Free Euphoria by Lily King

Book: Euphoria by Lily King Read Free Book Online
Authors: Lily King
and not the great swath of time that stretched out perilously after that. I’d have to take them to Lake Tam. Another three hours upriver. Seven hours away from me. My visits, if I made them, would be planned and certainly less frequent. I’d have to stay the night, disrupt their routines. I was ashamed to feel such bald need for these near strangers, and as I sat there in the dark I trained my mind back to my work, though if there was a quicker way back to suicidal thoughts, I did not know it. But earlier in the day, I’d had another conversation with Nell about the Wai, and as we talked I had the idea that perhaps through this ceremony I could tell the story of the Kiona. I had hundreds of pages of notes, but I wasn’t any closer to a full understanding of it. Once elaborate and in celebration of a boy’s first homicide, the Wai ceremony was performed infrequently now, no longer to recognize a killing but in honor of any sort of young male’s accomplishment: first fish caught, first boar speared, first canoe built. Many firsts in the past two years had passed unacknowledged, however, and though I was often promised another Wai soon, soon never seemed to come.
    I shut my eyes and remembered the ceremony as I had witnessed it. It had been during my first month and I’d been sitting with the women—I was often put with the women in large gatherings, along with the children and the mentally ill. To my left was Tupani-Kwo, one of the oldest women of the village. I managed to ask her a few questions, but I hadn’t understood many of her answers. It was chaotic. The father and uncles of the boy being celebrated came out first, in dirtytattered skirts and strings around their bellies like pregnant women wore. They hobbled along together as if they were sick or dying. The women came next, wearing male headdresses and necklaces made of homicidal ornaments and large orange penis gourds strapped around their genitals. They carried the men’s lime boxes and pushed the notched lime sticks in and out to make a loud noise and to show off the swinging tassels which hung from the end of the sticks, each one representing a past murder. The women walked tall and proud, appearing to enjoy the role. The boy and a few of his friends ran to them with big walking sticks and the women put down their lime boxes, took the sticks, and beat the men until they ran away.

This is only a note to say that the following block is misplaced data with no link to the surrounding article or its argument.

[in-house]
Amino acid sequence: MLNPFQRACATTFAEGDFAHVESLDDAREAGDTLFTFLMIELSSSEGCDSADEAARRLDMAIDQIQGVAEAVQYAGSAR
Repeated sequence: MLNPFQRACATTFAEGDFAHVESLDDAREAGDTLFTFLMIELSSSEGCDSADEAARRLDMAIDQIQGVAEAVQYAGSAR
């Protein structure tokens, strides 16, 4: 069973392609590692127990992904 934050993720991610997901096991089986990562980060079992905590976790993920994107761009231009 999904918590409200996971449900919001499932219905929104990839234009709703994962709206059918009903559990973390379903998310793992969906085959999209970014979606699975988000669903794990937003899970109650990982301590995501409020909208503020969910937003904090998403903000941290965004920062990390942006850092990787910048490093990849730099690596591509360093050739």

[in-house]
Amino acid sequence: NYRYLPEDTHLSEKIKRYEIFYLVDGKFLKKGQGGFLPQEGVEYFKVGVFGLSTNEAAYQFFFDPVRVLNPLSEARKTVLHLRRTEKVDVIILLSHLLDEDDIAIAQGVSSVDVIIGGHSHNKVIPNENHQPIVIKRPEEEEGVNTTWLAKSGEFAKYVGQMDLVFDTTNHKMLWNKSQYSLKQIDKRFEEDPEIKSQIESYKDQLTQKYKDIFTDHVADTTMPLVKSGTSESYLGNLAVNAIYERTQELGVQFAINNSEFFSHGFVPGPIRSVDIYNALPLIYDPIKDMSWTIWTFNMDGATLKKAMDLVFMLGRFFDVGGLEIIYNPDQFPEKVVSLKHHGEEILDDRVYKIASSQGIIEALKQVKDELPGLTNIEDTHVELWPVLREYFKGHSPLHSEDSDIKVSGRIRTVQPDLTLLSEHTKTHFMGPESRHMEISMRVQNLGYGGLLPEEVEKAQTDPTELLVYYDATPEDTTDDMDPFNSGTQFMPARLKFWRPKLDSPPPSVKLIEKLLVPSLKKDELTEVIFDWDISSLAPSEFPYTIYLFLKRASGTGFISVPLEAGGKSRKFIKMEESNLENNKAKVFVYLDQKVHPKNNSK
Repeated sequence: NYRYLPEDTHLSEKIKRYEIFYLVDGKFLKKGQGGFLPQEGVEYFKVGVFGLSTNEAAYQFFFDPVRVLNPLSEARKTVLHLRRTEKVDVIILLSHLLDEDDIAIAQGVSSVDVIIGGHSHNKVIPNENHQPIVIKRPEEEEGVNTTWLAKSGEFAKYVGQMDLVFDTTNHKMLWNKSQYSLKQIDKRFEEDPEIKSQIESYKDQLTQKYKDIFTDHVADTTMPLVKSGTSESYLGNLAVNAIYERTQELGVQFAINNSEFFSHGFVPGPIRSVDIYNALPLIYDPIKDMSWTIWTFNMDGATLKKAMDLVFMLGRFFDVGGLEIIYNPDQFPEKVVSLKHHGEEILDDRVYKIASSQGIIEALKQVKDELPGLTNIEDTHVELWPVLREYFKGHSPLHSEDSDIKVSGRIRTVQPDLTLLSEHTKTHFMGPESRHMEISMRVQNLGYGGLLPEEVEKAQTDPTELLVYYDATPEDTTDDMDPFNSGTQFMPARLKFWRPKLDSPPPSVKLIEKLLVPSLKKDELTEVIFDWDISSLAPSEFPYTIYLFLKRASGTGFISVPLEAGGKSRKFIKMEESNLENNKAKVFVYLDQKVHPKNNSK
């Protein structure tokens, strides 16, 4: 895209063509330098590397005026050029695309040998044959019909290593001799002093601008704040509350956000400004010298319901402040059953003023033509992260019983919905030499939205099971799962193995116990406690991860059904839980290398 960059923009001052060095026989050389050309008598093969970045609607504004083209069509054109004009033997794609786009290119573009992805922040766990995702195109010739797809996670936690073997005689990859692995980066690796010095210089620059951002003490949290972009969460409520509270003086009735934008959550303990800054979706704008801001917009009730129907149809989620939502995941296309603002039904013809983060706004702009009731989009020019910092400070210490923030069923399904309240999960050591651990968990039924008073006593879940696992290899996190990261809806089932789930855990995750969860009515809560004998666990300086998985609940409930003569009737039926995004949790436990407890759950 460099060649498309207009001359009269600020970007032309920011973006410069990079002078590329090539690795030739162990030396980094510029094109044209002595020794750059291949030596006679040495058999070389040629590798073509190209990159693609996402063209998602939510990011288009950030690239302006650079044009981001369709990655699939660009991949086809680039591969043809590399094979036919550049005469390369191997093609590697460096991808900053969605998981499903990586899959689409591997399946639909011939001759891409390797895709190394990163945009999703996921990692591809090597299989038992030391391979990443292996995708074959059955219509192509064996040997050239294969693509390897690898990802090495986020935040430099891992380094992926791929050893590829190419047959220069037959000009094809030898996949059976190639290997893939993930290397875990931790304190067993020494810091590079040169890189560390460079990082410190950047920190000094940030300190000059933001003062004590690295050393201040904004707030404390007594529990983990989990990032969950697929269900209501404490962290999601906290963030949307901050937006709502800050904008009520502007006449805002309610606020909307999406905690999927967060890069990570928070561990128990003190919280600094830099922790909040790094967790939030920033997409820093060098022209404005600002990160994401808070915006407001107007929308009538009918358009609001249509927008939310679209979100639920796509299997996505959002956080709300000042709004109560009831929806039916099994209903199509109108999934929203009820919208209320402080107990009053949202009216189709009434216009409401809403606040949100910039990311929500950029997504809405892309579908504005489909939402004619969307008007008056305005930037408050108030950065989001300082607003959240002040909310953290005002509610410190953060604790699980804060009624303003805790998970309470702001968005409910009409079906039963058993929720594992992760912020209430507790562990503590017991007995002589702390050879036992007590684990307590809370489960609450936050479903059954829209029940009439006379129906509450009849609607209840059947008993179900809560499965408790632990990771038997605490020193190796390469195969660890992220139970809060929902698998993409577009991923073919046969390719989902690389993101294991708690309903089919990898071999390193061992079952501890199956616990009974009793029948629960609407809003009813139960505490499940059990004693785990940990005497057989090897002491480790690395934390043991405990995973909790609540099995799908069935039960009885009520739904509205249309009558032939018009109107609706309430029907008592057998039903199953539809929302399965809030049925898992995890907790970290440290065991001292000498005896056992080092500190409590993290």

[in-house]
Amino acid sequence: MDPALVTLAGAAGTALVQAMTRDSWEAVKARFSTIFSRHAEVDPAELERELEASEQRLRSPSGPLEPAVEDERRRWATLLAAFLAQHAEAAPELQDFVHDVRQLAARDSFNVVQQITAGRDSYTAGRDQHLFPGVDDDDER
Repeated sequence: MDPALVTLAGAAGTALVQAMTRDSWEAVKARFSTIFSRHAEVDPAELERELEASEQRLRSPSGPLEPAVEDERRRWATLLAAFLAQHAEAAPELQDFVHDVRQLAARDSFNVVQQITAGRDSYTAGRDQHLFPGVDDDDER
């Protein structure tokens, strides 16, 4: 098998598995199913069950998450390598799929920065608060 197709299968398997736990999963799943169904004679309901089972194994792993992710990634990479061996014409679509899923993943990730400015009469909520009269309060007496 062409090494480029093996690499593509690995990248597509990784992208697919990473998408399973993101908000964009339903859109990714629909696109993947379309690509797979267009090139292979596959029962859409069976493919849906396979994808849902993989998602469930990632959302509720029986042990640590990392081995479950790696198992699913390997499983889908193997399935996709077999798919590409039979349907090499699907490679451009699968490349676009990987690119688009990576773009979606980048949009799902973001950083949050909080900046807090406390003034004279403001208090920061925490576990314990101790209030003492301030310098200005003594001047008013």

I crept quietly back to get my notebook and citronella candle. Fen and Nell were dark lumps, hanging in their hammocks. Back in my spot in the doorway, I wrote about my most recent conversation with Tupani-Kwo about that day. I was surprised by the energy I suddenly had for it. The thoughts came fast, and I caught them, stopping only once to sharpen my pencil with a penknife. I thought of Nell’s euphoria and nearly laughed out loud. This little rush of words was the closest I’d come to any sort of elation in the field.
    Behind me the stiff fibers of a hammock creaked and Nell came and sat beside me, her bare feet on the top rung of the ladder. She did have all ten toes.
    ‘I can’t sleep if someone else is working,’ she said.
    ‘Done.’ I closed the notebook.
    ‘No, please, continue. It’s also soothing.’
    ‘I was waiting for more words. I don’t think they were coming.’
    She laughed.
    ‘What’s funny?’ I said.
    ‘You keep reminding me of things.’
    ‘Tell me.’
    ‘It’s just a story my father likes to repeat. I have no memory of it. He says at three or four I had a big tantrum and locked myself in my mother’s closet. I tore down her dresses and kicked her shoes all around, and made a terrible amount of noise, then there was absolute silence for a long time. “Nellie?” my mother said. “Are you all right?” and apparently I said, “I’ve spit on your dresses and I’ve spit on your hats and now I’m waiting for more spit.” ’
    I laughed. I could see her with a round red face and a wild thicket of hair.
    ‘I promise that’s the last Nell

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